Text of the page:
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2018 Joint Conference of Presidents of Taiwanese Student Associations

Date: 107-09-30

LA

The Education Division of the Taipei Economic and Cultural Office (TECO) in Los Angeles held the 2018 Joint Conference for Taiwanese Student Associations on September 29. It was attended by more than 50 presidents and office-bearers from the Taiwanese Students Associations (TSA) at 16 universities: Arizona State University, California Institute of Technology, California State University Fullerton, California State University Long Beach, Claremont Graduate University, Pepperdine University,

San Diego State University, the University of Arizona, all five campuses of the University of California, the University of Hawaii at Manoa, the University of New Mexico, and the University of Southern California.

Rebecca Lan, Director of the Education Division welcomed the students, and personnel from the Consular Affairs Division, the Technology Division, the Taiwan Academy, the Technology Division, and the Immigration Division each spoke about their functions and introduced some useful resources for the students. The Education Division, for example, has produced a practical handbook for students outlining how to organize activities, and apply for related subsidies and scholarships; and important studying abroad safety and health tips, especially useful in this era when natural disasters, internet and telephone fraud, and even shootings seem rampant. 

The conference is sponsored by the Ministry of Education each year, to give the attendees a platform to exchange ideas and experiences about how to run their student associations, and render better service to their members. Everyone enthusiastically talked about the operation of their associations, and different activities they plan to organize to enhance relations among Taiwanese students; promote Taiwanese culture, and help each other adapt to American culture and life.

Career Taiwan USA Association, was invited to speak in the afternoon. This is a volunteer group that works to help Taiwanese students find jobs and set down root in the USA. It offers mentoring programs and seminars on applying for jobs, US visa regulations, and how to enhance job-seeking skills. It also collaborates with major successful businesses in Southern California—such as Solar Max, Diamond Wipe, Taboola, and Panda Express—and organizes entrepreneurship field trips to help Taiwanese students find internship opportunities. They also sponsor Taiwanese Student Associations to hold similar events and activities on campuses.

Ning Ning Yu, vice president of Taboola (a leading discovery platform that recommends articles, videos, products and apps to more than one billion users every month), and Lien Chen, Membership Director of the Taiwanese American Professionals, each gave a keynote speech and inspired students with details of their successful career and life in the US. Ning Ning Yu began by playing a song (“Granted” by Josh Groban) to inspire students to chase their dreams and then delivered a speech called “Access, Prepare, and Go”. She encouraged the students to participate in job fairs, look for internships as soon as possible, and enhance key hard and soft skills, including knowledge, technology, passion, perseverance, integrity, communication, friendship, and being helpful. She also pointed out the importance of being curious about everything and urged them to read more international news every day, broadening their vision, and to engage in networking.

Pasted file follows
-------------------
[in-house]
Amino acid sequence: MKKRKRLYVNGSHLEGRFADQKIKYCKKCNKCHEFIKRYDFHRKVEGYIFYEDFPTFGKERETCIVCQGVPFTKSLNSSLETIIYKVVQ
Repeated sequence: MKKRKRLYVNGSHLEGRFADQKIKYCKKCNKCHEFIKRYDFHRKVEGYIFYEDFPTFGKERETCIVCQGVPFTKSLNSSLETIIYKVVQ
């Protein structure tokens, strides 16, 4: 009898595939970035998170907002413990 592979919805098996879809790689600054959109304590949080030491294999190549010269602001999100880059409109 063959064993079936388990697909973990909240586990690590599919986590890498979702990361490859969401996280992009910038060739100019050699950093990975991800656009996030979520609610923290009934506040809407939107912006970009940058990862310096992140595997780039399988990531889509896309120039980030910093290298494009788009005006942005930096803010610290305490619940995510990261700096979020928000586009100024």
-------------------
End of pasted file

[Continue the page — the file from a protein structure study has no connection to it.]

The second keynote speaker Lien Chen spoke about “Cross Cultural Communication”. She compared Taiwan and USA using Hofstede's cultural dimensions theory and said that the biggest differences between the two countries are individuality (much stronger in the US), and long term orientation (much stronger in Taiwan). She described Taiwan as being a collectivist society with a more hierarchical culture, while the US stresses individualism. Taiwan is a society where people attempt to make life predictable and controllable, while the US is one where people are more relaxed, and open or inclusive - although people in Taiwan are renowned for their openhearted hospitality. Her presentation gave students a lot to think about and reflect on regarding how to adapt themselves to American society and how to build successful cross cultural communication.

All of the participants benefited a lot from the conference and the many ideas on how to pave the way for a successful future career and life.